An edition of the whole of Euclid's works in the original has long been promised by Teubner the well-known German publisher, as one of his series of compact editions of Greek and Latin authors; but we believe there is no hope of its early appearance.
Robert Simson's edition of the Elements of Euclid, which we have in substance adopted in the present work, differs considerably from the original. The English reader may ascertain the contents of the original by consulting the work entitled The Elements of Euclid with dissertations...by James Williamson. This work consists of two volumes quarto; the first volume was published at Oxford in 1781, and the second at London in 1788. Williamson gives a close translation of the thirteen books of the Elements into English, and he indicates by the use of Italics the words which are not in the original but which are required by our language.
Among the numerous works which contain notes on the Elements of Euclid we will mention four by which we have been aided in drawing up the selection given in this volume.
An Examination of the first six Books of Euclid's Elements by William Austin...Oxford, 1781.
Euclid's Elements of Plane Geometry with copious notes...by John Walker. London, 1827.
The first six books of the Elements of Euclid with a Commentary...by Dionysius Lardner, fourth edition. London, 1834.
Short supplementary remarks on the first six Books of Euclid's Elements, by Professor De Morgan, in the Companion to the Almanac for 1849.
We may also notice the following works:
Geometry, Plane, Solid, and Spherical,...London 1830; this forms part of the Library of Useful Knowledge.
Théorèmes et Problèmes de Géométrie Eleméntaire par Eugène Catalan...Troisième édition. Paris, 1858.
For the History of Geometry the student is referred to Montucla's Histoire des Mathématiques, and to Chasles's Aperçu historique sur l'origine et le developpement des Méthodes en Géométrie...
THE FIRST BOOK.
Definitions. The first seven definitions have given rise to considerable discussion, on which however we do not propose to enter. Such a discussion would consist mainly of two subjects, both of which are unsuitable to an elementary work, namely, an examination of the origin and nature of some of our elementary ideas, and a comparison of the original text of Euclid with the substitutions for it proposed by Simson and other editors. For the former subject the student may hereafter consult Whewell's History of Scientific Ideas and Mill's Logic, and for the latter the notes in Camerer's edition of the Elements of Euclid.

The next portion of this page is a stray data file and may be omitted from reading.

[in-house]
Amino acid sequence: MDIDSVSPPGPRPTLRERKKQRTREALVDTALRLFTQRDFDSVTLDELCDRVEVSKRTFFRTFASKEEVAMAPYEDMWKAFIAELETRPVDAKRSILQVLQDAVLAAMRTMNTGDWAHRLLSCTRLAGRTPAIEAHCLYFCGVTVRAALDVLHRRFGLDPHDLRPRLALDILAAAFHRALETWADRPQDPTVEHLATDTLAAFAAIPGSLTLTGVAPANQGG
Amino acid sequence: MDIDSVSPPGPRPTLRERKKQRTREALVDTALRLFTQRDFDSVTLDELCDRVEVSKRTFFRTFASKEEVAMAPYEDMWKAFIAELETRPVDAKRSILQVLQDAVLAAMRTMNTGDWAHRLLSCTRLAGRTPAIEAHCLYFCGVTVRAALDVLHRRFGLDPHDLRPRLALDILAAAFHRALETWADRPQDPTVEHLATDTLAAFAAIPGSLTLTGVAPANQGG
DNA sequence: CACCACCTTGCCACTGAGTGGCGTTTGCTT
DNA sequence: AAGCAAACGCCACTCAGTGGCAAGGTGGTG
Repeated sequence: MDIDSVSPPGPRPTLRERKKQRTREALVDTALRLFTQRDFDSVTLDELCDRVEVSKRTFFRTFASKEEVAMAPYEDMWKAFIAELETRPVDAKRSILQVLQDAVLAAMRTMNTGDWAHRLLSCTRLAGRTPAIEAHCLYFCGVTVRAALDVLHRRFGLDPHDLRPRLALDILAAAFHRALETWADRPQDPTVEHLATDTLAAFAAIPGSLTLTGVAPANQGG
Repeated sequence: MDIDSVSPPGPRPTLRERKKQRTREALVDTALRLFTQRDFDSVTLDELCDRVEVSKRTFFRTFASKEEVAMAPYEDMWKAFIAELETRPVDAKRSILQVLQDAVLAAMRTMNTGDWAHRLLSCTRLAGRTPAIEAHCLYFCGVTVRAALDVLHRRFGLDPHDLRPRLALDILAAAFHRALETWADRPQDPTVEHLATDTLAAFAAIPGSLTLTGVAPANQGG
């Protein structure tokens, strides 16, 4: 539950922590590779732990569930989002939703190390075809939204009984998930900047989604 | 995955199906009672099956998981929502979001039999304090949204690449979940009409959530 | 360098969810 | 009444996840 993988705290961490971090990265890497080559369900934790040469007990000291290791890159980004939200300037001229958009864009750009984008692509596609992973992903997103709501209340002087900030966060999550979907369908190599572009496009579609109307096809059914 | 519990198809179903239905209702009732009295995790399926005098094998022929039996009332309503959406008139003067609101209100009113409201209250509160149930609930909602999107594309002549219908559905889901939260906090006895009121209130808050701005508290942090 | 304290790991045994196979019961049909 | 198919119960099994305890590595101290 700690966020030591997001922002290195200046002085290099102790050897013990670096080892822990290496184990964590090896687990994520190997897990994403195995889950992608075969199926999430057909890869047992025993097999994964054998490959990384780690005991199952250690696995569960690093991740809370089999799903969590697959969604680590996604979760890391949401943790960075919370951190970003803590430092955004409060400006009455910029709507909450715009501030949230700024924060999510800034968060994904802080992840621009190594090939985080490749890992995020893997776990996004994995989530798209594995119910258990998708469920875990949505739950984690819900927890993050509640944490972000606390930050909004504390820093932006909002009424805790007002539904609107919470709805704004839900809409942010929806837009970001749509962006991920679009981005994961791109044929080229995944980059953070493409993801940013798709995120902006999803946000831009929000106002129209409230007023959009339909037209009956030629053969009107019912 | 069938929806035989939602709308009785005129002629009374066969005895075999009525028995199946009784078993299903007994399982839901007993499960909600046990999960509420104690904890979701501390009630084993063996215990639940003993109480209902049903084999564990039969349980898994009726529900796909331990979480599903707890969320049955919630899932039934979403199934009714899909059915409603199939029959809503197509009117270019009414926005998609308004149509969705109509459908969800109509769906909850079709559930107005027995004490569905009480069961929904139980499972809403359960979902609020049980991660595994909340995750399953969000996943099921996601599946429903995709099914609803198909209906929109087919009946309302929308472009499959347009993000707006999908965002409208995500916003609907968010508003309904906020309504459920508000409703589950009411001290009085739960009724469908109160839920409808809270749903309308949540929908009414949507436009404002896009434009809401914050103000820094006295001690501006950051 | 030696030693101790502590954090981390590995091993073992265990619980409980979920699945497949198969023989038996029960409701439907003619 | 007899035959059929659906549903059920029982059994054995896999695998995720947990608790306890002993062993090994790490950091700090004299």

We will only observe that the ideas which correspond to the words point, line, and surface, do not admit of such definitions as will really supply the ideas to a person who is destitute of them. The so-called definitions may be regarded as cautions or restrictions. Thus a point is not to be supposed to have any size, but only position; a line is not to be supposed to have any breadth or thickness, but only length; a surface is not to be supposed to have any thickness, but only length and breadth.
The eighth definition seems intended to include the cases in which an angle is formed by the meeting of two curved lines, or of a straight line and a curved line; this definition however is of no importance, as the only angles ever considered are such as are formed by straight lines. The definition of a plane rectilineal angle is important; the beginner must carefully observe that no change is made in an angle by prolonging the lines which form it, away from the angular point.
Some writers object to such definitions as those of an equilateral triangle, or of a square, in which the existence of the object defined is assumed when it ought to be demonstrated. They would present them in such a form as the following: if there be a triangle having three equal sides, let it be called an equilateral triangle.
Moreover, some of the definitions are introduced prematurely. Thus, for example, take the definitions of a right-angled triangle and an obtuse-angled triangle; it is not shewn until I. 17, that a triangle cannot have both a right angle and an obtuse angle, and so cannot be at the same time right-angled and obtuseangled. And before Axiom II has been given, it is conceivable